So,  live in Brazoria county about 16 miles south of Houston, if that helps. I was thinking to take some more honey in about 2 weeks or so. 3 of my hives have 3 deep hive bodies on them, the bottom is pretty much full of bood, the top one of honey. One hive has 3 deep hive bodies and they are working on the last one. I was gonna take 2 frames from each hive and leave them with the rest for the winter....too late, too much?
Thanks
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greenbtree
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« Reply #11 on: September 13, 2013, 08:30:05 AM »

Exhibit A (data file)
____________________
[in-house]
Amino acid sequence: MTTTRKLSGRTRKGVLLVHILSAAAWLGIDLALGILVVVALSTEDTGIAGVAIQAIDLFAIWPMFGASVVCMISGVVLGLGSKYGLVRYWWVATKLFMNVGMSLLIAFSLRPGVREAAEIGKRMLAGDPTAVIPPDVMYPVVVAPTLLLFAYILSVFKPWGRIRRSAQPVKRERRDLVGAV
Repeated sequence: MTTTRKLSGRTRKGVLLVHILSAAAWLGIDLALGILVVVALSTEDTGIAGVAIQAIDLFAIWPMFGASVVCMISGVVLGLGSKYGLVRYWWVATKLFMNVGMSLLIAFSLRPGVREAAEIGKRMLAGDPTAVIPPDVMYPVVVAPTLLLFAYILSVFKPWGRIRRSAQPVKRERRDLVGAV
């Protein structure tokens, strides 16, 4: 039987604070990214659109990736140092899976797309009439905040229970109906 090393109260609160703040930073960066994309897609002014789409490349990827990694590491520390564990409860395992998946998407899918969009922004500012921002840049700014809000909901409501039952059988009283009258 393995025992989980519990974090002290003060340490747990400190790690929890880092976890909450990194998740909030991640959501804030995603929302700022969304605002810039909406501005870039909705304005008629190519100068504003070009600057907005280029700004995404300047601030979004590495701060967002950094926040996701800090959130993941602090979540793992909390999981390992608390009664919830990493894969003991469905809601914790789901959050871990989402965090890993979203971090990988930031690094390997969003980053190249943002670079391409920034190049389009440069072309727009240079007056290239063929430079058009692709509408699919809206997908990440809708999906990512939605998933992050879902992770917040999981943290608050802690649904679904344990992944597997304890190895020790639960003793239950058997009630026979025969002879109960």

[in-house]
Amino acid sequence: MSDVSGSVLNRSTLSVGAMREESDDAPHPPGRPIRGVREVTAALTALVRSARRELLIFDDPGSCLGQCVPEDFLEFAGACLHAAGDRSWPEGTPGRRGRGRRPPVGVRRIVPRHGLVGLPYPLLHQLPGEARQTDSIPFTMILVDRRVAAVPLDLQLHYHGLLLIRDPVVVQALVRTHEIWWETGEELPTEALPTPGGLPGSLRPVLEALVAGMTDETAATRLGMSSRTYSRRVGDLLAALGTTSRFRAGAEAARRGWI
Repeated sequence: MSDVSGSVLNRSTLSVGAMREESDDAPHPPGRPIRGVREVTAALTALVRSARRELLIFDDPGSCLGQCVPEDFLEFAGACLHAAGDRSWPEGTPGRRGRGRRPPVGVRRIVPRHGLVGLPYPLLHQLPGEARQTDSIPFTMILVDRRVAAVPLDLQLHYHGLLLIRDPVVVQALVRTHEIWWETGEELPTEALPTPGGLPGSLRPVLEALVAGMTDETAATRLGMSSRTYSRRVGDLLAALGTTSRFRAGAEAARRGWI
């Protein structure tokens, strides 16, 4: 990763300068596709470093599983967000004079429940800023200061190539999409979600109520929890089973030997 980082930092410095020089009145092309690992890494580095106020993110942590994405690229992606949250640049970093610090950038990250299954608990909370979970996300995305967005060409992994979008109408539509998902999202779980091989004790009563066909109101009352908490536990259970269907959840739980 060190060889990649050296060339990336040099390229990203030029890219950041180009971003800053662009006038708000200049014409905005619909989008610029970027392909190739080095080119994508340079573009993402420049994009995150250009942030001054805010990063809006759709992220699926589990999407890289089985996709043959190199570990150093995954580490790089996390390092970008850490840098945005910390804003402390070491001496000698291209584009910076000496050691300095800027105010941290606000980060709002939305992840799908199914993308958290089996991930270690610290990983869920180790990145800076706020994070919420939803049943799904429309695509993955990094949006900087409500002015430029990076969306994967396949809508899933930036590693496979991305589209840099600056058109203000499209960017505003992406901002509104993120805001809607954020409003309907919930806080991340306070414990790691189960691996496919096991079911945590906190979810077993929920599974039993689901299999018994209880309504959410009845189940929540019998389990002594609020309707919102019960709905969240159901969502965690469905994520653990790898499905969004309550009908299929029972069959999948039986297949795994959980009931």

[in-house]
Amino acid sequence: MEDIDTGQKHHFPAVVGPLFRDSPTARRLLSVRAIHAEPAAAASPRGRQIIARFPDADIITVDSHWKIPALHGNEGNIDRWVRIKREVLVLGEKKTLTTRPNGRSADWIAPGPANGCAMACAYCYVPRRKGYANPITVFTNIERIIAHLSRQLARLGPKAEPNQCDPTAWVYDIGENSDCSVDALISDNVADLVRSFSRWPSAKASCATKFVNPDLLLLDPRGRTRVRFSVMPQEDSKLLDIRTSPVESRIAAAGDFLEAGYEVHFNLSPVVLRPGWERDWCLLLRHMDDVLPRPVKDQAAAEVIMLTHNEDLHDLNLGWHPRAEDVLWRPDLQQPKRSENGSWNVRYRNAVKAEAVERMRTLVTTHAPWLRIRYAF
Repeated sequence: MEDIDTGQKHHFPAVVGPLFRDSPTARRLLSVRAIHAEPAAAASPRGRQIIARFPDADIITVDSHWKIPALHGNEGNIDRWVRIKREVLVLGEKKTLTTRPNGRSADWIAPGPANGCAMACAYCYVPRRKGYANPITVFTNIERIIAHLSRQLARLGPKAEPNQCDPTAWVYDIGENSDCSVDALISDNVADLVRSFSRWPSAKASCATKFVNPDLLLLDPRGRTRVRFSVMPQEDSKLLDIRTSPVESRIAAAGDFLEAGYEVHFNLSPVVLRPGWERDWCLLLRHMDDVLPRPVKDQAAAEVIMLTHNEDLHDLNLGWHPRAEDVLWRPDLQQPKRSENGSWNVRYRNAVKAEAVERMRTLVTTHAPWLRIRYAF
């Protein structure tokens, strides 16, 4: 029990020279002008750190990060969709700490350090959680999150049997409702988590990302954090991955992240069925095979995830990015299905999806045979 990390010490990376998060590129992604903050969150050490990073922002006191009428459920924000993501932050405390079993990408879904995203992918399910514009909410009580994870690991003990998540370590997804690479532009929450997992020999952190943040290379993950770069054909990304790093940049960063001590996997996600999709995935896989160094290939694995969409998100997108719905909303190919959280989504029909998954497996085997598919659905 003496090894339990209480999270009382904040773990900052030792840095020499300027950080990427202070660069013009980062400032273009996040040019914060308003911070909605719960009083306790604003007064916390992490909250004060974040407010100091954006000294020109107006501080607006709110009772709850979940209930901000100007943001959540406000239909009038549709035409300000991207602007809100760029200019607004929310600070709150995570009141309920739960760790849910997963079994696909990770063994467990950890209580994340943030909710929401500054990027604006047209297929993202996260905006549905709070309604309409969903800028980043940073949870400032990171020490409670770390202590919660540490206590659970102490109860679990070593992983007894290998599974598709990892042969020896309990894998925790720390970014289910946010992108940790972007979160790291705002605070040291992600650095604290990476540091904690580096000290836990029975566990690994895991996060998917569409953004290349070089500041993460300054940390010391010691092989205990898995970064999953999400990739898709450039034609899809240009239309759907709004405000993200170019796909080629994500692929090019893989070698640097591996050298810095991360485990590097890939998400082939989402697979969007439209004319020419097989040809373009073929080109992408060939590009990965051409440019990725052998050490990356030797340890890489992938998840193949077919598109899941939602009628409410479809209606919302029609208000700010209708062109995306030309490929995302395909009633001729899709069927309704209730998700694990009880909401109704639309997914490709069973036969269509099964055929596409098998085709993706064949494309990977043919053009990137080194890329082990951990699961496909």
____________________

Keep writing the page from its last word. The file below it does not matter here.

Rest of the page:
Welcome to the forum!  It is not too late to take honey, just don't take too much.  Weighing the hives is commonly done to check if they have enough.  You can ask around here how much your hives should weigh going into winter for your area, as the farther North you go the more you need to leave them.  You can weigh them by tipping them forward, then shoving a bathroom scale under the back edge and then tipping them back - not perfect, but will give you a good idea.  Experienced beeks can just tell by feel, I'm sure not there yet!  Also you can take honey from one hive if they have extra and give it to another to boost.  ALSO, and this is important, besides having enough honey, they need to have enough bees, as too small a cluster won't be able to generate enough heat.  Again, check what is recommended for your area, here it is tip the second deep back from the first, and if in a few minutes the surfaces are not covered in bees, it is not enough.  That said (and it is always this way in beekeeping, I swear) Russians can often overwinter with smaller cluster sizes.  It is always better to combine and have a healthy hive that you can split come spring than two dead outs.